Indonesian businesses asked to start hedging “beyond usual” as rupiah tumbles

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Indonesia’s central bank on April 25 urged businesses in the country to hedge their foreign exchange needs beyond minimum requirements, as policymakers seek to mitigate risks of further capital outflows following the rupiah’s slump, Reuters reported.

Indonesia’s rupiah tumbled to a 27-month low to 13,925 against the US dollar on April 25 despite the central bank intervening in the market since early February to ease heightened volatility. That has raised concern that Bank Indonesia may be trying in vain to defend the currency as emerging markets face pressure from a surging US dollar.

The Indonesian currency along with the Philippine peso and Indian rupee are among the underperformers among developing economies globally this year. With US ten-year treasury yields breaching three per cent on April 24, the rupiah faced renewed selling pressure.

Nanang Hendarsah, who heads the department at Bank Indonesia responsible for deepening financial markets, said that hedging schemes for private businesses will help foster stability in the currency market. The rupiah’s heightened volatility risks also come at a time when many companies usually pay their offshore debts and transfer dividends abroad, pushing US dollar demand higher, he said.

“Even though Bank Indonesia will continue to maintain stability of the currency, we need the support of many parties to maintain this through hedging schemes,” Hendarsah told Reuters.

Southeast Asia’s largest economy is especially vulnerable to sudden capital flight from its sovereign bond market, which could weaken the rupiah further.  Foreigners owned 861.02 trillion rupiah ($61.94 billion) worth of Indonesian government bonds or 39 per cent of the total, as of April 24.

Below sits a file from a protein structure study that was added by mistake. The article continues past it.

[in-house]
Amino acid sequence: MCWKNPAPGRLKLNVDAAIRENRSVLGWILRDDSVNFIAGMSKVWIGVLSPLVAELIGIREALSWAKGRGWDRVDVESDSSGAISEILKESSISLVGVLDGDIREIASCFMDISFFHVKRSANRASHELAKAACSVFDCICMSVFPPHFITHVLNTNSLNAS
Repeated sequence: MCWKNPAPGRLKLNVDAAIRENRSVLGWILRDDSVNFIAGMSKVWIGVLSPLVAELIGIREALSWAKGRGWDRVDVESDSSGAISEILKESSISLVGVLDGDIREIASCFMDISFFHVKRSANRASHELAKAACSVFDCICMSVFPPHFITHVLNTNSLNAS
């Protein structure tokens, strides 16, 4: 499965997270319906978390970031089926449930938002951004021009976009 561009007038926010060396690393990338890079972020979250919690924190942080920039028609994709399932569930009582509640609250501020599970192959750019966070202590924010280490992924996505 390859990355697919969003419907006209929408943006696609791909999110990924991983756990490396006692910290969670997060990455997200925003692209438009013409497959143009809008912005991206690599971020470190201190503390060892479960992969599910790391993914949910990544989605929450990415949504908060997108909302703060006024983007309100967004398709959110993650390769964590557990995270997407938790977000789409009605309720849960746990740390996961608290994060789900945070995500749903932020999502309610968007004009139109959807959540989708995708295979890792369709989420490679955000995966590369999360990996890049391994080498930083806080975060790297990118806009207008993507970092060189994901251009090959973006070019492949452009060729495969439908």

They sold a combined 12.32 trillion rupiah worth of Indonesian bonds and stocks in the three consecutive trading days preceeding the previous day.

Indonesian lawmakers have warned earlier that the psychological exchange rate level to the US dollar is 15,000 rupiah. If breached, many businesses would likely file for bankruptcies which would result in sizeable layoffs and increase uncontrollable debt increase.

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Reading Time: 2 minutes

Indonesia’s central bank on April 25 urged businesses in the country to hedge their foreign exchange needs beyond minimum requirements, as policymakers seek to mitigate risks of further capital outflows following the rupiah’s slump, Reuters reported.

Reading Time: 2 minutes

Indonesia’s central bank on April 25 urged businesses in the country to hedge their foreign exchange needs beyond minimum requirements, as policymakers seek to mitigate risks of further capital outflows following the rupiah’s slump, Reuters reported.

Indonesia’s rupiah tumbled to a 27-month low to 13,925 against the US dollar on April 25 despite the central bank intervening in the market since early February to ease heightened volatility. That has raised concern that Bank Indonesia may be trying in vain to defend the currency as emerging markets face pressure from a surging US dollar.

The Indonesian currency along with the Philippine peso and Indian rupee are among the underperformers among developing economies globally this year. With US ten-year treasury yields breaching three per cent on April 24, the rupiah faced renewed selling pressure.

Nanang Hendarsah, who heads the department at Bank Indonesia responsible for deepening financial markets, said that hedging schemes for private businesses will help foster stability in the currency market. The rupiah’s heightened volatility risks also come at a time when many companies usually pay their offshore debts and transfer dividends abroad, pushing US dollar demand higher, he said.

“Even though Bank Indonesia will continue to maintain stability of the currency, we need the support of many parties to maintain this through hedging schemes,” Hendarsah told Reuters.

Southeast Asia’s largest economy is especially vulnerable to sudden capital flight from its sovereign bond market, which could weaken the rupiah further.  Foreigners owned 861.02 trillion rupiah ($61.94 billion) worth of Indonesian government bonds or 39 per cent of the total, as of April 24.

They sold a combined 12.32 trillion rupiah worth of Indonesian bonds and stocks in the three consecutive trading days preceeding the previous day.

Indonesian lawmakers have warned earlier that the psychological exchange rate level to the US dollar is 15,000 rupiah. If breached, many businesses would likely file for bankruptcies which would result in sizeable layoffs and increase uncontrollable debt increase.

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